When we first got to Arizona it was shocking to see people toss empty soda cans into the garbage. Coming from Connecticut, the cultural attitude toward trash here seems quite unconcerned. There is no 5¢ deposit here for cans so there is not much initiative to recycle them.
Connecticut is a small state tightly packed and it seemed to be the policy of each small town to do everything legally possible to not take your garbage. It’s not easy to legally dump stuff in New England. We did “dump runs” for people back in Connecticut (a fun and interesting facet of the cleaning business), but the stressy part was taking the stuff to the dump. We couldn’t go to the town dump of the owner’s trash because they won’t let you in without a sticker…and if you go back to your own town dump, they want to know where the stuff is coming from. Same with leaves and brush…if we raked a lawn for a customer in another town, and had to go dump the truck bed a couple of times, it was always an ordeal. Recycling, proof of town residency, and gratitude that they’ll condescend to take your lowly garbage was all strictly enforced in Connecticut.
Back in Chester, we had the Dump Nazi aka King of the Dump, that’s what people called him. He was a grumpy old Yankee and you had better show proper documentation when you entered his kingdom. He was feared by all good citizens, but, when you make it this hard to dump stuff, some people are going to dump the stuff out in the woods, and they did.
Nobody follows you around at the dumps here in Arizona, or demands you have a sticker on your windshield or asks for ID. And the people who work at the dumps here all seem pretty mellow.
Only recently have they provided separate recycling containers at our town transfer station. Prior to this year cans and cardboard, etc., went into the hopper with everything else. If you wanted to recycle, you had to find a place to bring your cans, like the Boy Scouts, who will recycle them for money. Or you can bring them to a recycling-for-money plant yourself, there’s one in Douglas. I have no idea how many cans it takes to be worth doing that.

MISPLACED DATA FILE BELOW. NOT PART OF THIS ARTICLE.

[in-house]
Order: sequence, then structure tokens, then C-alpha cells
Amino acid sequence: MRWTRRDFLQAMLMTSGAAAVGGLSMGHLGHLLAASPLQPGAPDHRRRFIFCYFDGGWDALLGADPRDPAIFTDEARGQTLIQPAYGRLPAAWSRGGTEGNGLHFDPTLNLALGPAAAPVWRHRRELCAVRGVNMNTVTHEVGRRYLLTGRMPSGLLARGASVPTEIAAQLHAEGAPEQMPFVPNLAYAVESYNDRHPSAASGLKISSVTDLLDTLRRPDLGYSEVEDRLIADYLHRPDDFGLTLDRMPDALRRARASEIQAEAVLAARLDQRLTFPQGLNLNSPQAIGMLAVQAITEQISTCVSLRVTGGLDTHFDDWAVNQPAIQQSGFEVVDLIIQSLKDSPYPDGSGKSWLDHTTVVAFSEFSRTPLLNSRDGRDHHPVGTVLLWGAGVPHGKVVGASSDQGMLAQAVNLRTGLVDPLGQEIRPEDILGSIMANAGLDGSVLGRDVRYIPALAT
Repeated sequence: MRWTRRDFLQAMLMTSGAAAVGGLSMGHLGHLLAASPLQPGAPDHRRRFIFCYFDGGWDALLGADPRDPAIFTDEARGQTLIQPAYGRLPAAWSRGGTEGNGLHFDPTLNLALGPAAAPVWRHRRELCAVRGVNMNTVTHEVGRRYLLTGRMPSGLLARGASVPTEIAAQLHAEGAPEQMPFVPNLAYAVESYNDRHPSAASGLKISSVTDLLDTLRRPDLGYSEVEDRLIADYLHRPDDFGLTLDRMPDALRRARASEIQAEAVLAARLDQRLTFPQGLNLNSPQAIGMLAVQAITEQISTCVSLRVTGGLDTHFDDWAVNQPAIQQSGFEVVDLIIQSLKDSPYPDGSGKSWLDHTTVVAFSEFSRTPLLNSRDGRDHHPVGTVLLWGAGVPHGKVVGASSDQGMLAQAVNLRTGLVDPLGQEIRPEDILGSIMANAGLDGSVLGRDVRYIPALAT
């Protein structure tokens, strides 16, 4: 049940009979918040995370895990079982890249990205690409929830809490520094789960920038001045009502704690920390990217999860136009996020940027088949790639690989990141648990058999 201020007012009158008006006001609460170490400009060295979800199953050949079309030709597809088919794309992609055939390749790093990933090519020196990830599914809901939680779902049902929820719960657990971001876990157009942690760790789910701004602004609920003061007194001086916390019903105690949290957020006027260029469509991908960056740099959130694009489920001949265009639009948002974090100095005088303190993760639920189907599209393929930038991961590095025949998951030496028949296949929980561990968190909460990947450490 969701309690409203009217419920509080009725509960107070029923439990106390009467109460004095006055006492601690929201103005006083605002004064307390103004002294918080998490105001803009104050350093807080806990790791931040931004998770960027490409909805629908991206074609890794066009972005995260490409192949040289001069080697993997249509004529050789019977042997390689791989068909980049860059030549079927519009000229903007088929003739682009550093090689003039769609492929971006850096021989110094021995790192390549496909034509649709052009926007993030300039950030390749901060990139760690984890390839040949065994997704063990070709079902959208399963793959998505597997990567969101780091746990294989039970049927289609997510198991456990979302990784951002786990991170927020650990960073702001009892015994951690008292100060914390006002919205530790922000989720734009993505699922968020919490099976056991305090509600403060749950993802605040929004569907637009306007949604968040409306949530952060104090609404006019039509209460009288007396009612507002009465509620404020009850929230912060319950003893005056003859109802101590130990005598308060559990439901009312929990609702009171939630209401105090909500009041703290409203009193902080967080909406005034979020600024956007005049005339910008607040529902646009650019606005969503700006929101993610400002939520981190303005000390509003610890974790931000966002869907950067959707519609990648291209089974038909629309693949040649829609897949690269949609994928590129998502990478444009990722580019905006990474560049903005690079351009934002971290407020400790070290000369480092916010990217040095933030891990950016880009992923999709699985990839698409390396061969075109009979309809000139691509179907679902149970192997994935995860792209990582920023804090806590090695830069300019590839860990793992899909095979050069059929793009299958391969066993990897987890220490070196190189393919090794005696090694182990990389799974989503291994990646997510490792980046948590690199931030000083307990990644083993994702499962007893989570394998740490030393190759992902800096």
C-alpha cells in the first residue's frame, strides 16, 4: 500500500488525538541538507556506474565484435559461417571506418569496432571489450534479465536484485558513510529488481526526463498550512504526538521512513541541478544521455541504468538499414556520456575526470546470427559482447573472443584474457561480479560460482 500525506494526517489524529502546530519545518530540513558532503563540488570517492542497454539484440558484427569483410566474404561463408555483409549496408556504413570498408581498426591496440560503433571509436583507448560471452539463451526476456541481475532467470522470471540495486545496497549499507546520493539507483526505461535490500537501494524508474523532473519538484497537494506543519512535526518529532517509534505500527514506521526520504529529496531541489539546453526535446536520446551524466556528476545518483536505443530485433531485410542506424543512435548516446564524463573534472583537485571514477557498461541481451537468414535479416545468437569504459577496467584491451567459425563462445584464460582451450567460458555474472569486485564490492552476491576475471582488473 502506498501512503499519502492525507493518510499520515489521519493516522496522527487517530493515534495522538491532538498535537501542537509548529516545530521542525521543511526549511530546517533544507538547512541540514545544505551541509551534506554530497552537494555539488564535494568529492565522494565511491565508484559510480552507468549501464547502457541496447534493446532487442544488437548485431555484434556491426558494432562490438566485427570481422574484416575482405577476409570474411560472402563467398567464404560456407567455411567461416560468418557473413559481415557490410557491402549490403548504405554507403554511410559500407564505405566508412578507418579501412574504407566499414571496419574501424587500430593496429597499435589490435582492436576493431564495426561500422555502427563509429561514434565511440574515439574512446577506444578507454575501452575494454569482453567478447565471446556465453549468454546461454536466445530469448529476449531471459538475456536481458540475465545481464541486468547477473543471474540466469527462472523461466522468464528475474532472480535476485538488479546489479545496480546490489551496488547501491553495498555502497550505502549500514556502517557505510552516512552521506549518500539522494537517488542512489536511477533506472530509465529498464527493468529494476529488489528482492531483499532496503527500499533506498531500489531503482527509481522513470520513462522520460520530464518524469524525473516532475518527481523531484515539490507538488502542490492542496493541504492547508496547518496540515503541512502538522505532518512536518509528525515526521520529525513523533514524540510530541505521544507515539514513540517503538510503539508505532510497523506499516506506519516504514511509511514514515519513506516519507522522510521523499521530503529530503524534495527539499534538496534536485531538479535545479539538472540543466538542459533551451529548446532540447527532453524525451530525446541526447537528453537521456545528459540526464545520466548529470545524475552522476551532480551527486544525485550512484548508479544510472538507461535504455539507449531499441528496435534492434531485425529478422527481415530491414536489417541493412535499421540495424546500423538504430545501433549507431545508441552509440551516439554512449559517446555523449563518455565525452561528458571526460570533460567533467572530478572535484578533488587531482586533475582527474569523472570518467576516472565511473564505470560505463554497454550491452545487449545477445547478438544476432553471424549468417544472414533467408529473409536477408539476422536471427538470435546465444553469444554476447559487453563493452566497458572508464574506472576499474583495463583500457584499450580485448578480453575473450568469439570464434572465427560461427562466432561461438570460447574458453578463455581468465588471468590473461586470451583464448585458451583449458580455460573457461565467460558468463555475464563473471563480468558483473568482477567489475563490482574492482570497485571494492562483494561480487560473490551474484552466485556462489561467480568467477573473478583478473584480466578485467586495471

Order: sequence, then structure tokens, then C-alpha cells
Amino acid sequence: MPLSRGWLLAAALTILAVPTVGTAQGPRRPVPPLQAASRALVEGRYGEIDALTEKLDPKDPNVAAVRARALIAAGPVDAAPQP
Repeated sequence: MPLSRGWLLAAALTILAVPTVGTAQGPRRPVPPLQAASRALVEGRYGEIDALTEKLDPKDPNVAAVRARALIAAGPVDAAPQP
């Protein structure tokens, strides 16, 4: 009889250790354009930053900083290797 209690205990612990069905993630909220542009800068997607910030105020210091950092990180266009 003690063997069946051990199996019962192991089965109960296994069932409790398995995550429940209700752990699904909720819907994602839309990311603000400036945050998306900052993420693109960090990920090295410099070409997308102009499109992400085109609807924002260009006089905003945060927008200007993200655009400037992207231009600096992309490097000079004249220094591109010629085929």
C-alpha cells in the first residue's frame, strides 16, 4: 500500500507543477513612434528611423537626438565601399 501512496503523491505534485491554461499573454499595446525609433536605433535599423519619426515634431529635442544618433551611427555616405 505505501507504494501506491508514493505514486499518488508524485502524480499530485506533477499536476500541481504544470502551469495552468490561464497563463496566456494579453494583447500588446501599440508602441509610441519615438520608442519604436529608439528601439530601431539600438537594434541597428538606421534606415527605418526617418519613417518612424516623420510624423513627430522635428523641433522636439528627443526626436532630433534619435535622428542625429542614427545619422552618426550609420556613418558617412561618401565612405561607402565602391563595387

Despite the ease of dumping stuff here, there is still plenty of litter and piles of trash in people’s yards. Not so much in the town centers, but here in the outback neighborhoods people can be lazy about it. That part is annoying, but Arizona is vast and can probably accommodate it…but I just friggin’ hate it, especially encountering it on my walks. I pick up litter constantly in front of my house, on my street, in my neighborhood. A common Arizona sight is piles of metal, wood, plastic—whatever—piles of junk, and junk cars…but they are immobile and you get used to them—it’s the other kind of garbage that’s disgusting—kitchen middens in backyards. I grew up considering littering to be low class; here, they don’t get that. People don’t want to litter up their cars I guess so they throw it out the windows.
Why are these two areas of U.S. so different in their attitudes toward garbage? Is it due to small spaces or big government? Each person is estimated to produce around 1500 lbs. of garbage a year in America, plus the several pounds of daily sewage that gets flushed. One reason may be the number of wells in Connecticut that must be protected. But even here, garbage processing is a complicated and expensive series of steps involving sorting, compacting, packing into shipping containers, and transporting by truck to another plant where it goes through more steps to either recycle it, burn it, or put in a landfill. Many landfills nowadays are high-tech, collecting gases and other recyclable byproducts of our garbage, which are then used in ingenious ways to make power.
This is one tiny part of the “infrastructure” they always talk about when countries suffer catastrophes, or just haven’t gotten around to actually having an infrastructure. Think of how intricate America’s is and where we would be without it…cold, hungry, and sitting on top of enormous piles of garbage, probably.